Mad Money

Cramer advises using Toys R Us-related weakness to 'scale into Hasbro'

Key Points
  • CNBC's Jim Cramer recommends buying into the stock of Hasbro on the back of Toys R Us' liquidation.
  • The "Mad Money" host compares Hasbro's situation to Nike's during the bankruptcy of Sports Authority.
Cramer advises using Toys R Us pain to 'scale into Hasbro'

It's time for investors to reconsider the stock of toymaker Hasbro after retailer Toys R Us closed the last of its U.S. stores, CNBC's Jim Cramer said on Monday.

"You might want to use any additional Toys R Us-related doom and gloom to scale into Hasbro on weakness, because long term, you may end up looking back on this moment as a terrific buying opportunity," the "Mad Money" host said.

Down 17 percent since its 2017 highs, Hasbro's stock has struggled amid the long-winded liquidation of Toys R Us. Hasbro's sales suffered as Toys R Us — which accounted for 9 percent of its sales — unraveled, forcing management to find other paths to profit including online retail.

To Cramer, the situation looked a lot like when athletic retailer Sports Authority filed for bankruptcy in 2016, which resulted in months of weakness for sportswear makers like Nike.

"But if you were patient, if you used the pain to buy Nike into weakness, you eventually got an amazing opportunity because, long term, Nike was not totally dependent on Sports Authority," he said. "It’s the dominant player in the sneaker space and it was always going to do just fine."

Cramer argued that the same is true for Hasbro, a sprawling toy and game manufacturer with winning franchises like Transformers and My Little Pony and licenses to make toys for the Star Wars and Marvel comics movie series.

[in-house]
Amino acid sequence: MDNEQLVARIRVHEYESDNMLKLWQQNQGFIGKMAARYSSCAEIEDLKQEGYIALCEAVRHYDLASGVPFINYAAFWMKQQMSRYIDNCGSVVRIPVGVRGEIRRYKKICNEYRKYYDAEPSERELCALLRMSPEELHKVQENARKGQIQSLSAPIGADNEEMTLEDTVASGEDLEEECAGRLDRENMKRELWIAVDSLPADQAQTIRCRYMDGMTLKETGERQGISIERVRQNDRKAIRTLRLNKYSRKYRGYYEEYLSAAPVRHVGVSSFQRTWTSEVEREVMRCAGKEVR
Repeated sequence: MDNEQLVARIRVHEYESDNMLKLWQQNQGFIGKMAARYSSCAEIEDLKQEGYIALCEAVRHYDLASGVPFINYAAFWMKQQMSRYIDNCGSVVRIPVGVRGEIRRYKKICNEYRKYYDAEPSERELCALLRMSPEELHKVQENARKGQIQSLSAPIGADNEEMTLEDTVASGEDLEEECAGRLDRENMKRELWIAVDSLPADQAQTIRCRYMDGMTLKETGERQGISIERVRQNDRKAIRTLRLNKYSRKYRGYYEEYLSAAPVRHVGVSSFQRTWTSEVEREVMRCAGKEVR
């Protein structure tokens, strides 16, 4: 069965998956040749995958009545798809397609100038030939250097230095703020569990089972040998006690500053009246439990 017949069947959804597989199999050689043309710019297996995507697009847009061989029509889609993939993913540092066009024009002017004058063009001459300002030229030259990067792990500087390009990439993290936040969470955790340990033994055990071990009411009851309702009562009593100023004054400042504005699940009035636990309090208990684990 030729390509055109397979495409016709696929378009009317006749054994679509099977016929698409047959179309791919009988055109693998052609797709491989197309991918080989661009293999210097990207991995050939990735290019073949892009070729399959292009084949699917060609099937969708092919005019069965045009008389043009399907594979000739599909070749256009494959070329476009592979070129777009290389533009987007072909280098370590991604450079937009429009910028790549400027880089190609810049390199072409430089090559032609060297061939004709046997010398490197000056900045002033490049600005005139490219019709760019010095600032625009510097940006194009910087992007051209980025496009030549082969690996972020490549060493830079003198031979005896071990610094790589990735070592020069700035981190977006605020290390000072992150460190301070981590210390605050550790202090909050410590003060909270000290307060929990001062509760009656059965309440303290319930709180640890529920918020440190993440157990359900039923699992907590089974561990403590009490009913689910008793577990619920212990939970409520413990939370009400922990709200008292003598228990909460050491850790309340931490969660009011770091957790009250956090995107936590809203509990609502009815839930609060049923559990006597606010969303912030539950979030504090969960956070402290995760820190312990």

He also noted the stock's resilience: the share price has more than doubled in the last five years, rallying another $10 a share since Hasbro's weaker-than-expected earnings report in April.

Shares of Hasbro closed up 0.72 percent on Monday, at $96.74.

And while the "Mad Money" host didn't expect Hasbro's earnings to recover very quickly, noting that the second-quarter report would likely still show signs of pain, he said the company's prospects were still strong.

"The basic dynamics of the toy business haven’t really changed," Cramer said. "There’s still the same amount of demand, right? You just have one less player trying to fill it. Meanwhile, everybody else from Amazon to Kohl’s is trying to fill the vacuum. But whichever retailer wins, they’re going to want Hasbro’s merchandise because they have the best media tie-ins."

But Hasbro has even more going for it than its movie deals, Cramer said. The company has been adding new distribution channels, investing heavily in e-commerce and executing on a $500 million share buyback.

Better yet, Mattel, Hasbro's main competitor, has been experiencing some pain of its own. The Barbie and American Girl doll maker's sales have been in long-term decline, and its recent CEO swap suggests more pressure could lie ahead.

So ahead of Hasbro's next earnings report in late July, Cramer suggested buying some shares, then waiting for a post-earnings pullback to build your position.

"If the aftermath of the Toys R Us liquidation plays out anything like Sports Authority — and I think it will — you’re going to want to build a position in Hasbro over the next six months," the "Mad Money" host said. "It’s the Nike of the toy space and I think it makes a terrific long-term holding. Just remember that you need to be patient before you put on your full position. I think we'll look back and marvel that we got this amazing opportunity."

WATCH: Cramer's case for buying Hasbro's stock

Cramer advises using Toys R Us-related weakness to 'scale into Hasbro'

Disclosure: Cramer's charitable trust owns shares of Amazon and Kohl's.

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